Coping with Stress During Times of Conflict: A Guide to Maintaining Your Physical and Mental Well-being

Coping with Stress During Times of Conflict: A Guide to Maintaining Your Physical and Mental Well-being

Stress of War

In the wake of the past two weeks, grief, pain, anger, and fear have become all too familiar. These feelings persist, amplified by the stress and fear that accompany war and the constant threat of terrorism.

As humans, our bodies have evolved coping mechanisms to deal with danger and stress. Our Sympathetic Nervous System (SNS) triggers the “Fight or Flight” response in immediate threats. However, when short-term stress becomes chronic, it keeps us in a perpetual state of survival, affecting both our mental and physical well-being. This ongoing stress is known as allostatic load, where constant high stress levels lead to a decline in our body’s normal functioning.

Despite our bodies not being naturally equipped to handle sustained stress and fear, we are adaptable, resilient, and social beings who have developed physical and psychological strategies to cope. To learn how to manage extreme stress during these challenging times, continue reading to discover daily practices that can help alleviate the strain on your body.


Physical vs. Psychological Stressors – How We’re Facing Both

Physical stress is the response to immediate life-threatening situations. Here, our adaptive fight or flight response kicks in to ensure the highest level of survival. You will start to feel your heart racing, a heightened sense of awareness and memory, and internally your body is mobilizing your glucose storage (a source of reserved energy) in case it’s needed to run or fight off an enemy.

Psychological stress is in response to anticipating or experiencing a threat that isn’t physically life-threatening. Despite this form of stress impacting most people more consistently than a physical stressor, the innate stress response system launched by the SNS is not adapted to this form of stress. This can explain why, despite not being in physical danger, you might still experience the symptoms listed above.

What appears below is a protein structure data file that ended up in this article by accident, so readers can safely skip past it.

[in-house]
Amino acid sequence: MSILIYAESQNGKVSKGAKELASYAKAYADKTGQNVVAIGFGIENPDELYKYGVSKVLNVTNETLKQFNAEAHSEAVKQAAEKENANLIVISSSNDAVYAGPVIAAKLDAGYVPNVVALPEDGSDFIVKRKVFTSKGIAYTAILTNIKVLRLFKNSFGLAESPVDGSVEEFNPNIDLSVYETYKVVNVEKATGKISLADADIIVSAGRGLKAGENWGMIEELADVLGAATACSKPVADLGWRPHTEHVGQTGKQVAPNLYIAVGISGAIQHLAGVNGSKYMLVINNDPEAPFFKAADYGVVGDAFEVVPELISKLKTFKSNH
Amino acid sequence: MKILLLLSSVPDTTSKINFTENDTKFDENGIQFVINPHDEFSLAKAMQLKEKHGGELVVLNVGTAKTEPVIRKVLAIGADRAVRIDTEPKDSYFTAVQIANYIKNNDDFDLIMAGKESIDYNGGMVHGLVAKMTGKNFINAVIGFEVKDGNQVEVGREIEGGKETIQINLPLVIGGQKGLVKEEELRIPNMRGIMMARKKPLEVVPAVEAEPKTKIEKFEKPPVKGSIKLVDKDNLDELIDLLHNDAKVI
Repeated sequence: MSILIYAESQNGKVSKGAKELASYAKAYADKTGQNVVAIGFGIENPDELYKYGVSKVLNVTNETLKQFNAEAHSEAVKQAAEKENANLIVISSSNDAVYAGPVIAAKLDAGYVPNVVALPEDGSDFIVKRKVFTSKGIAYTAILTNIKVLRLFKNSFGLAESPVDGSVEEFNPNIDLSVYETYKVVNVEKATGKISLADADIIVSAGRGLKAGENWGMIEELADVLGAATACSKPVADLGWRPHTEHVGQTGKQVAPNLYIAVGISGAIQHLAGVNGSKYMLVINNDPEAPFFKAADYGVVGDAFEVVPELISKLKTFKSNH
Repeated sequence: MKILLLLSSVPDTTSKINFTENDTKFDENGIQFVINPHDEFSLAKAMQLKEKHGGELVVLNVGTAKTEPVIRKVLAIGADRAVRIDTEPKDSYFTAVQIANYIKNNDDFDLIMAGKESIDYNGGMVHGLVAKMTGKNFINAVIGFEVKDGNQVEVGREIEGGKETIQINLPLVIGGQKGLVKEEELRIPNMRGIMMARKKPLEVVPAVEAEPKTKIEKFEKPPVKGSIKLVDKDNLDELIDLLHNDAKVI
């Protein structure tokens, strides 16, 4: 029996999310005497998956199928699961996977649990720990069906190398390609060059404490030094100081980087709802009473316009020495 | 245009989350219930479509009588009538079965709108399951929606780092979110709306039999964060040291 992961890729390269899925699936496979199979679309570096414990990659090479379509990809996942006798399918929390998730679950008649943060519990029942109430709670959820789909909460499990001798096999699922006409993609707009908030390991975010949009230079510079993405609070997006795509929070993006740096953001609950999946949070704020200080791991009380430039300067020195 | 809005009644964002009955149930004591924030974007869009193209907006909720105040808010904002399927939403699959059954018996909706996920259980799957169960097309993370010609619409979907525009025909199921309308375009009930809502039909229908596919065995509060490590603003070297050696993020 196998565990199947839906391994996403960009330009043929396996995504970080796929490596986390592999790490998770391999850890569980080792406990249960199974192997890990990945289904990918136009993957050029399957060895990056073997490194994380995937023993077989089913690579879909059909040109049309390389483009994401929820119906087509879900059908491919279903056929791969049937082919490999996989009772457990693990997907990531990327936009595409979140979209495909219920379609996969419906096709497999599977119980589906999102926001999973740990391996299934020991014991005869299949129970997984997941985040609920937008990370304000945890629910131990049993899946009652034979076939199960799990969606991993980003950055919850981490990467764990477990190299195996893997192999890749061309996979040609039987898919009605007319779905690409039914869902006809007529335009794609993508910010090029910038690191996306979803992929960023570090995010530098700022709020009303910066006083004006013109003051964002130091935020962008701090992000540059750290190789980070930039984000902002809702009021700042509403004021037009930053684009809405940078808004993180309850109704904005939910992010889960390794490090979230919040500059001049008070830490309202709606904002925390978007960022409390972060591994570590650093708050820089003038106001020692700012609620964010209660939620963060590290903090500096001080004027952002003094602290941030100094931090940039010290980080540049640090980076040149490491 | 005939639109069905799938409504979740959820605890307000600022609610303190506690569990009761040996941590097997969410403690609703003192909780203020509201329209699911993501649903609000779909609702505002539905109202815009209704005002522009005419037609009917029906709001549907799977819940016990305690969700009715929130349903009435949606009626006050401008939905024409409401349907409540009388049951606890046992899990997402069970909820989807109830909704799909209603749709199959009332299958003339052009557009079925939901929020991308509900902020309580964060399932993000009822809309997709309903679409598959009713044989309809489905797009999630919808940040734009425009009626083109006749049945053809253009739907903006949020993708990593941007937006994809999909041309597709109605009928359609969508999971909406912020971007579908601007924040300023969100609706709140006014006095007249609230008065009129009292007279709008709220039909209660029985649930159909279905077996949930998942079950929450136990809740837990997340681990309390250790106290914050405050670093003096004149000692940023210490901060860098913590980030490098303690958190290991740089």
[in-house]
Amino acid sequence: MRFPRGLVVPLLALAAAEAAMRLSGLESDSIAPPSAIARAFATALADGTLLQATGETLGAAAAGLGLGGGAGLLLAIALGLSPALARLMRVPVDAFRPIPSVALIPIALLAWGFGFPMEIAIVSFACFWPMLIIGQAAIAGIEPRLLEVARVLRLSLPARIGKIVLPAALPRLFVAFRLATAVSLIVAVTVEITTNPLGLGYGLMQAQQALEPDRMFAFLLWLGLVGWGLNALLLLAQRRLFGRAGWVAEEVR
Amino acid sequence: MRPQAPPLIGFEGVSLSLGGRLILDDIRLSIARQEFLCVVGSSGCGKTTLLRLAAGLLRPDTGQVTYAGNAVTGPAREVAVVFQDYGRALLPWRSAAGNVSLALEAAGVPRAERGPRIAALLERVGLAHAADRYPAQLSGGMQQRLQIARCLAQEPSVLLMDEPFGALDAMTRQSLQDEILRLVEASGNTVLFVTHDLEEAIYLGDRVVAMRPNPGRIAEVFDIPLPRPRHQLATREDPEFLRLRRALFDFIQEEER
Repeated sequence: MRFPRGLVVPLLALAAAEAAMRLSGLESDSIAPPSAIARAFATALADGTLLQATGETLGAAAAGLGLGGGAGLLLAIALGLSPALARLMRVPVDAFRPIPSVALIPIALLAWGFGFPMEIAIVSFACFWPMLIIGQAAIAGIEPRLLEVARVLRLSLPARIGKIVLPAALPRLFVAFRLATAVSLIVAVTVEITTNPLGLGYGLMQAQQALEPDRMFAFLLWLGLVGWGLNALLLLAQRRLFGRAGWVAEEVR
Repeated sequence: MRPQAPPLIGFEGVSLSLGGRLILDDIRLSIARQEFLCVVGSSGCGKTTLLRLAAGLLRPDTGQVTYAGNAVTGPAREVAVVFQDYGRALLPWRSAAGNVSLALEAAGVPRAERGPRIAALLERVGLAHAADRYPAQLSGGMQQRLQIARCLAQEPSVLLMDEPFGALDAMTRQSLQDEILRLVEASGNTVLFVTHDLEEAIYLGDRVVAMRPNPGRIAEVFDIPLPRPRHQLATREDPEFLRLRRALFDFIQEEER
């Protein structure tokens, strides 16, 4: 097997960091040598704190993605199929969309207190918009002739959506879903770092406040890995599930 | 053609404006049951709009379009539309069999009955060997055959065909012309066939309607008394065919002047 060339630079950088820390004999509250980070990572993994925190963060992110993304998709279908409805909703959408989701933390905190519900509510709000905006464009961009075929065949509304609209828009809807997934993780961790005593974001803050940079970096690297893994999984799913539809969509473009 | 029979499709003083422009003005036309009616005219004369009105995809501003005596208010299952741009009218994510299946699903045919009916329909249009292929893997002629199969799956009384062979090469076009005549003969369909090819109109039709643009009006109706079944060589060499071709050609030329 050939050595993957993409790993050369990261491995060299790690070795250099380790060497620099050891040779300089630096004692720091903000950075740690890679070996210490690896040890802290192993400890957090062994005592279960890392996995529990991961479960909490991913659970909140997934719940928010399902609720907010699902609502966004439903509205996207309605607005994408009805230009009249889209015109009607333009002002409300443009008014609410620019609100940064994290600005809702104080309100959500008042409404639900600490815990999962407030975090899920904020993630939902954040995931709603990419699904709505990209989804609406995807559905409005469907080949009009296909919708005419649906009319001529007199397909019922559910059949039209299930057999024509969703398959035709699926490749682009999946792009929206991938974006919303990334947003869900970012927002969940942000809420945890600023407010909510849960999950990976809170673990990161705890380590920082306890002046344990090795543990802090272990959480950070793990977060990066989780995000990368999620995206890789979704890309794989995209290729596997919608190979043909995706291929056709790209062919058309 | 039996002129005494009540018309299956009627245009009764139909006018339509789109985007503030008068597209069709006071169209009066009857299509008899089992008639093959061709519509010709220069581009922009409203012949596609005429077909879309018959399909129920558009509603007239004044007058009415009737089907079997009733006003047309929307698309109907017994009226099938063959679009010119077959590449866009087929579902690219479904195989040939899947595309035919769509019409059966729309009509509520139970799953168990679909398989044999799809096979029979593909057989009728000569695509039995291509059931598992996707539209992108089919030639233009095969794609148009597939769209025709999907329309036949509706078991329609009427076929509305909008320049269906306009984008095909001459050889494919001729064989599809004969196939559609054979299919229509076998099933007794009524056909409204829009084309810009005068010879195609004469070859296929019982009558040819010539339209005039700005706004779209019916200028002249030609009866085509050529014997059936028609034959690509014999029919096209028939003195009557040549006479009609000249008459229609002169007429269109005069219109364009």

A time of war combined with extreme terror leads to both physical and psychological stressors. While sirens signal us to activate our fight or flight systems as we are in active physical danger, the constant worrying if another attack will be launched or if our loved ones on the front lines are safe evokes constant psychological stress. The combination of these two forms of stressors overwhelms our systems, ultimately forcing our adaptive stress response system to go into overdrive, even if we are not in immediate physical danger. This can lead to physical symptoms that, if left untreated, can ultimately lead to disease. Examples of this, if untreated, include the stress response of high blood pressure leading to chronic hypertension and ultimately other cardiac issues.


Mediating the Allostatic Load – What We Can Do to Help Ourselves and Others

To prevent allostatic load, or the “wear and tear on the body” which accumulates due to repeated or chronic stress, we must engage in healthy behaviors, both physically and mentally. Physically healthy behaviors to engage in include physical activity, eating nutritious food, breathing exercises to calm our SNS, consistently taking all previously prescribed medicine, and staying up to date with your health examinations. It has been proven that mental and social initiatives significantly increase our bodies’ resilience to these types of stressors as well. Activities that increase resilience include engaging with people and groups that are socially supportive, as well as continuing with activities that give you a sense of purpose.

If you or a loved one are suffering from stress-induced symptoms that are not resolved with treatment at home or are worsening, it is advisable to consult with a doctor. Trouble breathing, a long-lasting increased heart rate, changes in consciousness, or chest pain are all reasons to seek urgent medical care.

The family doctors at our clinic are experienced in treating both adults and children as young as 18 months. Please reach out to see if we can assist with any of your medical needs during this time. Being aware of the possible health concerns associated with this war, whether you are a citizen or traveling in Israel, can help reduce stress and ensure you stay healthy during this difficult time.


On behalf of the Tel Aviv Doctor team, we are hoping for better times and wish that you and your loved ones remain safe.